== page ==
Traditional goal-setting techniques tend to be very linear. That is, they offer a series of planning steps or questions, arranged in a logical order or hierarchy. The reader writes down any ideas or associations these questions bring to mind, again, usually in a list. Unfortunately, these exercises fail to draw upon the right hemisphere of the brain, which responds to images, symbols and pictures. For most people, living in left-brained, logical, orderly societies, this section of our thinking apparatus is something like an untapped gold mine between our ears.
Nancy Margulies, who contributed a chapter on visual mapping in Joyce Wycoff’s and Tim Richardson’s excellent book Transformation Thinking, offers a unique creative visualization exercise that can help you to utilize more of your mind’s vast potential. Rather than writing out a list of thoughts and ideas about a goal, she recommends drawing a “Mindscape” of it – a simple drawing that represents its various aspects in pictures instead of words.
Mindscapes encourage us to find visual metaphors for our situations – goals can be shown at the end of a road or in clouds overhead. We can depict roadblocks, possible dead ends, bridges, sidetracks and other challenges of journeying toward a goal,” she explains.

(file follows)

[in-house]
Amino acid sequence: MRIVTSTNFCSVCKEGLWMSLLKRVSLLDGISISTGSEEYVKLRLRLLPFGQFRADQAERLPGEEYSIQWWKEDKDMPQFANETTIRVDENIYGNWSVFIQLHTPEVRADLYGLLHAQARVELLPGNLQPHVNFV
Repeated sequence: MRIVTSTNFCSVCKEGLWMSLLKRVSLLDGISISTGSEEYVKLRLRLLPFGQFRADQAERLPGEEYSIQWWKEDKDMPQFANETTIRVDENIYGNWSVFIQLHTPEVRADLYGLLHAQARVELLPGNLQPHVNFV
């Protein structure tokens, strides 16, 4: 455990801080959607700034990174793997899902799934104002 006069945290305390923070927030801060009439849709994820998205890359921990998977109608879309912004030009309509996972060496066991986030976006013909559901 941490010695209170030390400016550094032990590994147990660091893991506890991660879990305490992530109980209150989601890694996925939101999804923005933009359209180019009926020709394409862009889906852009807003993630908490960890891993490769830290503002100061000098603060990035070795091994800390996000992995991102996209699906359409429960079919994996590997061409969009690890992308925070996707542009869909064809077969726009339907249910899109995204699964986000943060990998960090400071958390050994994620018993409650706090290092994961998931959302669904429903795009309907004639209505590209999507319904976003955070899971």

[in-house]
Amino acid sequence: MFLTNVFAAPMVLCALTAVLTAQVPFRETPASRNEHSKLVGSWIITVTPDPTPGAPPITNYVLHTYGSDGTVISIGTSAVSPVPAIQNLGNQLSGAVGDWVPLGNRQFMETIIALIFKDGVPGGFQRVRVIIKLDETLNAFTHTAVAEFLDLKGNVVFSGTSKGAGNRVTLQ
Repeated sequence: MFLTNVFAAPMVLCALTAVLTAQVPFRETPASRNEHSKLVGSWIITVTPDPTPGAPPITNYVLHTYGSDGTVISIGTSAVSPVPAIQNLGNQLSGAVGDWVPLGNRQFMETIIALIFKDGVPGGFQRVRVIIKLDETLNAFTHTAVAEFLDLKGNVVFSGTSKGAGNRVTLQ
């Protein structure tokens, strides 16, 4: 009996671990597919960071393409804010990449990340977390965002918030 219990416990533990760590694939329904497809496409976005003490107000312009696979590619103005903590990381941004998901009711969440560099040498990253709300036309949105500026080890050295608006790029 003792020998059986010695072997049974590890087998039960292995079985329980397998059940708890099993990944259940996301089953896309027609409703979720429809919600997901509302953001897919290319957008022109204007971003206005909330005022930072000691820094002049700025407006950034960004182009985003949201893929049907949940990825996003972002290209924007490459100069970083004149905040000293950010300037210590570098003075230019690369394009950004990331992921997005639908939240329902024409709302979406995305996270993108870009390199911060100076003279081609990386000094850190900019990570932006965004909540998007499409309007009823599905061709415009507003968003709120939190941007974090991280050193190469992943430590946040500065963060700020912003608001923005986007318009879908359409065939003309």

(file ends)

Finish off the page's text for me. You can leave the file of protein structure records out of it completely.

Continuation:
Once, Margulies asked executives of a major chemical company to each draw a Mindscape depicting a major objective reached at some time in their careers, using a hike to the top of a mountain as the setting – a “Trek Mindscape.” This visual model helped these executives acknowledge past successes in their lives, identify the types of resources they used and the barriers they overcame.
Anyone with rudimentary doodling skills can create compelling, thought-provoking Mindscapes. Just remember that your goal isn’t to create a work of art, but to get your brain to reveal something to you about a past success or current objective, using visual metaphors. As you draw the shapes and symbols for various elements of your Mindscape, be sure to leave room within them or draw one or two lines next to them, where you can write a few words describing what each one means to you. Here are some idea-starters for visual symbols you could include in a Trek Mindscape:
A cloud: The goal or objective.
A mountain: The journey to reach the goal. Use two parallel, curving lines to depict a path up the mountain.
Base camp (a small tent): The current situation.
Boxes and other shapes: Supplies, tools or resources needed to reach the goal or scale the mountain.
“Stick people:” Teammates, business associates, family, friends or any others who can help you to reach this goal.
Boulders blocking the path: Obstacles that must be surmounted in the attainment of your goal.
As you explore this technique, keep in mind that this Trek is just one example of a Mindscape. As you gain confidence in your mind’s latent visualization powers, let your imagination run wild and create other new settings for your goal-setting adventures – and begin tapping rich new veins in that gold mine between your ears!